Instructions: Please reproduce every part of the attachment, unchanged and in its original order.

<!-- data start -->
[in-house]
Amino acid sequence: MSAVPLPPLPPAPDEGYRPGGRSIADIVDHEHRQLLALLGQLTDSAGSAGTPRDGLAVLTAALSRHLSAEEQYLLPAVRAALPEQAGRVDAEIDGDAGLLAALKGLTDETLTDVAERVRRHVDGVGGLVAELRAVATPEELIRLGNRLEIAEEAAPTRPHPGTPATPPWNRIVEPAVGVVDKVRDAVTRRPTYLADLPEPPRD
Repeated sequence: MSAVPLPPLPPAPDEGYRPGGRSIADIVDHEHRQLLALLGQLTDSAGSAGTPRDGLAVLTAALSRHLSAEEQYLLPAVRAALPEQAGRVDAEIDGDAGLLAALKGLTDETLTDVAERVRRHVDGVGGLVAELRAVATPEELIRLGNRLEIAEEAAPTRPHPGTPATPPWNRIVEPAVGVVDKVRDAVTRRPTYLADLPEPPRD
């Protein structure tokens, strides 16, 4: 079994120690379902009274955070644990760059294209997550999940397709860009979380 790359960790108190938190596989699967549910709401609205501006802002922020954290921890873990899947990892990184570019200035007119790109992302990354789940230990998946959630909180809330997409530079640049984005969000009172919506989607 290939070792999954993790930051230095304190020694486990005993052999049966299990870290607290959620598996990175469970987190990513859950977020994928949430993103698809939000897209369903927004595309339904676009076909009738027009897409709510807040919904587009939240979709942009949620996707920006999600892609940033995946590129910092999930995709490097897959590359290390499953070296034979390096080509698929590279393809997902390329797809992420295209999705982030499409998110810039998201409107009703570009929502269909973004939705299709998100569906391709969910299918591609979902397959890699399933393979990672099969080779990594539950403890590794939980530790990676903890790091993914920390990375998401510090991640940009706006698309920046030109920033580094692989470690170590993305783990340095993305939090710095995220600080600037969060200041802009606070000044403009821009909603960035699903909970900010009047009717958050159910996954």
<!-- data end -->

[in-house]
Amino acid sequence: MSAVPLPPLPPAPDEGYRPGGRSIADIVDHEHRQLLALLGQLTDSAGSAGTPRDGLAVLTAALSRHLSAEEQYLLPAVRAALPEQAGRVDAEIDGDAGLLAALKGLTDETLTDVAERVRRHVDGVGGLVAELRAVATPEELIRLGNRLEIAEEAAPTRPHPGTPATPPWNRIVEPAVGVVDKVRDAVTRRPTYLADLPEPPRD
Repeated sequence: MSAVPLPPLPPAPDEGYRPGGRSIADIVDHEHRQLLALLGQLTDSAGSAGTPRDGLAVLTAALSRHLSAEEQYLLPAVRAALPEQAGRVDAEIDGDAGLLAALKGLTDETLTDVAERVRRHVDGVGGLVAELRAVATPEELIRLGNRLEIAEEAAPTRPHPGTPATPPWNRIVEPAVGVVDKVRDAVTRRPTYLADLPEPPRD
């Protein structure tokens, strides 16, 4: 079994120690379902009274955070644990760059294209997550999940397709860009979380 790359960790108190938190596989699967549910709401609205501006802002922020954290921890873990899947990892990184570019200035007119790109992302990354789940230990998946959630909180809330997409530079640049984005969000009172919506989607 290939070792999954993790930051230095304190020694486990005993052999049966299990870290607290959620598996990175469970987190990513859950977020994928949430993103698809939000897209369903927004595309339904676009076909009738027009897409709510807040919904587009939240979709942009949620996707920006999600892609940033995946590129910092999930995709490097897959590359290390499953070296034979390096080509698929590279393809997902390329797809992420295209999705982030499409998110810039998201409107009703570009929502269909973004939705299709998100569906391709969910299918591609979902397959890699399933393979990672099969080779990594539950403890590794939980530790990676903890790091993914920390990375998401510090991640940009706006698309920046030109920033580094692989470690170590993305783990340095993305939090710095995220600080600037969060200041802009606070000044403009821009909603960035699903909970900010009047009717958050159910996954």